Behind the Digital Economy is the rapidly growing API Economy. APIs are the digital interfaces that enable organizations to provide their application data and functions to different parties internally or externally.
By Juergen Lind, Director, Product Management, Adabas & Natural, and Bernhard Fricke, Sr. Lead Software Specialist, Software AG
|Issue 4, 2018||Download PDF|
A simple example that demonstrates how the API Economy works is how restaurants, banks and retail shops help their customers find their location by adding mapping services from Google Maps™ to their mobile apps or web pages. In this win-win exchange, the mapping service companies earn money by contracting out their mapping expertise to other organizations that can then provide their users the best-in-market mapping services without having to invest in a capability that is not part of their core competence. In a true Digital Economy, you will get paid by others using your APIs.
APIs can be used by other developers inside large organizations, among organizational units and externally. It is the new way of interacting in a 100 percent Digital Economy. APIs can be used by other developers inside large organizations, among organizational units and externally. It is the new way of interacting in a 100 percent Digital Economy.
So how can you meet the demands of the Digital Economy? How can you be agile and quickly turn around new functions on new devices, when you have a legacy system on the back-end? Fortunately, your mainframe applications can easily play a role in Digital Economy without requiring application rewrites or cumbersome service creation thanks to a new architectural style called Representational State Transfer (REST).
Of course in principle, you could rewrite your mainframe applications to participate in the Digital Economy. Unfortunately, for most companies, this is a non-starter. Not only is the pressure for fast time to market incompatible with the development time required to reprogram mainframe applications, but the cost and risk associated with a rewrite are too high for this to be a viable option.
With EntireX generated REST APIs, the undeniable value of the data and functions that sit within your mainframe applications can easily be exploited and brought to the forefront of the Digital Economy. COBOL, Natural mainframe programs and REST— those irreconcilable technologies, originating from different decades—will work together seamlessly.
Let’s take a closer look at a concrete example: Imagine an existing Natural server called EMPLOYEE. It implements the access logic for a LIST and DETAILS function to a database view EMPLOYEE:
With EntireX, you basically develop the scenario in three phases as shown in Fig. 2: 1 extract the server interface, 2 the REST resource, 3 test REST resource.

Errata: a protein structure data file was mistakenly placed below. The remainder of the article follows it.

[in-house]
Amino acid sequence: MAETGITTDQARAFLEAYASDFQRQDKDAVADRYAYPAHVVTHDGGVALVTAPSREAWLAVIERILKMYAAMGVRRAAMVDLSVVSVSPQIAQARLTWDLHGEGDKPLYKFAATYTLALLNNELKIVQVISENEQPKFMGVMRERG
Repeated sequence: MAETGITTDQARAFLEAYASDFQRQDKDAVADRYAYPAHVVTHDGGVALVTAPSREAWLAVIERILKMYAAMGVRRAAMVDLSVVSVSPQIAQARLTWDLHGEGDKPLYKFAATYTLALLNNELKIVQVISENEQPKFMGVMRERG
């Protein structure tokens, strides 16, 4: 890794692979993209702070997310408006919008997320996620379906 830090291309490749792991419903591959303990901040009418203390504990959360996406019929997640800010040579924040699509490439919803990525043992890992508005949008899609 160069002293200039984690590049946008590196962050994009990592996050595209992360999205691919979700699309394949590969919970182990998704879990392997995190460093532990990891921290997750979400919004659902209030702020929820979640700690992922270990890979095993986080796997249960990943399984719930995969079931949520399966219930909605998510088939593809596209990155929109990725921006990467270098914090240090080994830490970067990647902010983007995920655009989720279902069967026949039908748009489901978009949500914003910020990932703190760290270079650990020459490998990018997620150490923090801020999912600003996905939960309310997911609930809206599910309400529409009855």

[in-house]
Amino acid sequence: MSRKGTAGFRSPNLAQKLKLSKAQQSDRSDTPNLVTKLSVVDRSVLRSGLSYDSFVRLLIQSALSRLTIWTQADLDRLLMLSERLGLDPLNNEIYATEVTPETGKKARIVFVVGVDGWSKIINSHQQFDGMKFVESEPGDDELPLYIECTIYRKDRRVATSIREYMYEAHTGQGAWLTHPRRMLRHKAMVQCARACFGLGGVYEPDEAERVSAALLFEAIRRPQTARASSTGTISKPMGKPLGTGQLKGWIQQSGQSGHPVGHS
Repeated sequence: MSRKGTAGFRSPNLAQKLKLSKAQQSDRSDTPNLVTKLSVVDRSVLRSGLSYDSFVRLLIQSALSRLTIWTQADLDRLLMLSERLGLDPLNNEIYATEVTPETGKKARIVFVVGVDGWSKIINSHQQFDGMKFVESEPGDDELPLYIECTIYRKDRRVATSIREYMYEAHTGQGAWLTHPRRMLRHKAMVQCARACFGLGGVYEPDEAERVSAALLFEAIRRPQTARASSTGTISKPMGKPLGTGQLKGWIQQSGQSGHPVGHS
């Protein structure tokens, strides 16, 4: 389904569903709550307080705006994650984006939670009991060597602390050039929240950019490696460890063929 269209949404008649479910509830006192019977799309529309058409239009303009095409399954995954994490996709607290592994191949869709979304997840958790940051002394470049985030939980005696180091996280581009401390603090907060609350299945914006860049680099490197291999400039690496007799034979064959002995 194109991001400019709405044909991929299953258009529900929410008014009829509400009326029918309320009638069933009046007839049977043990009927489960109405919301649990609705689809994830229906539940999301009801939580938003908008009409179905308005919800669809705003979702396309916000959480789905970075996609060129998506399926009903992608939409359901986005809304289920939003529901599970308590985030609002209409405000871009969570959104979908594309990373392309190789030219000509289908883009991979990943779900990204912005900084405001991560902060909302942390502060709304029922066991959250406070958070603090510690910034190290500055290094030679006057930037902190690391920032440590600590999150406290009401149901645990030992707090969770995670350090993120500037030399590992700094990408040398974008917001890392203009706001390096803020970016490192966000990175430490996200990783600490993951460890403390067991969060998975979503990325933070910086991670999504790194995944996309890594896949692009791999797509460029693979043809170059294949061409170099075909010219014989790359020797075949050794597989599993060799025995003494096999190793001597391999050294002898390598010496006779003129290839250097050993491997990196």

Switch to EntireX perspective, invoke the IDL Extractor for Natural and select the Natural server EMPLOYEE. Check Redesign the interfaces to shape the Natural server to produce a user-defined mapping. Extract two interfaces out from the single Natural server EMPLOYEE: getListOfEmployees and getDetailsOfEmployee.
For details see EntireX documentation: Common Integration Scenarios > REST Scenarios > Calling Natural from REST. Another useful source is the earlier TECHniques article “How to shape a call to Natural from webMethods Integration Server – the modern way” (see (1) under related articles).
In the context menu of a Software AG IDL file, choose Integration Server > Generate webMethods IS Connection; select radio button Create a new EntireX Adapter connection ; in the drop- down box choose EntireX RPC Connection ; mark the Create or Update REST resource check-box; press Next and define the properties for the Adapter Service, such as Package, Connection name etc; press Next and specify the REST resource name ; press Finish. That’s it...
Use an appropriate REST client, specify URL, method and headers and invoke your REST resource:
Even COBOL can play a part in the Digital Economy and can be provided as a REST resource with EntireX: For the purposes of REST Resource generation, it does not matter whether the API extracted originates from a Natural or COBOL source. To extract the API from a COBOL source refer to EntireX documentation: Common Integration Scenarios > REST Scenarios > Calling COBOL from REST or the earlier TECHniques article “How to shape a call to COBOL from webMethods Integration Server – the modern way” (see (2) under related articles).
As we have seen, with EntireX only a few clicks are required to provide your Natural or COBOL mainframe assets as REST resources. With REST APIs, your mainframe services can be used in the same way as any API from a recent start-up or established internet business. Users will not even notice whether it came from a mainframe or not. Your mainframe application can play a central role in the API Economy by hosting the most valuable data and business services in your organization. Thanks to EntireX and REST, every modern tool set can work with it. Your mainframe data and services will no longer be considered proprietary.
REST support is available with EntireX 10.3 (GA: 2018Oct). To learn more, read Common Integration Scenarios from the webMethods EntireX documentation.
“How to shape a call to Natural from webMethods Integration Server – the modern way" TECHniques, July 2016 (Issue 3).
“How to shape a call to COBOL from webMethods Integration Server – the modern way" TECHniques January 2018 (Issue 1).
*API * – Application Programming Interface
*User-defined mapping * - advanced extractions to shape a call to COBOL
*CVM * - client-side server mapping file resulting from user-defined mapping.
*IDL * – Interface Description Language
*REST *– Representational State Transfer an architecture style to model the structure behavior of the World Wide Web
*IS * – webMethods Integration Server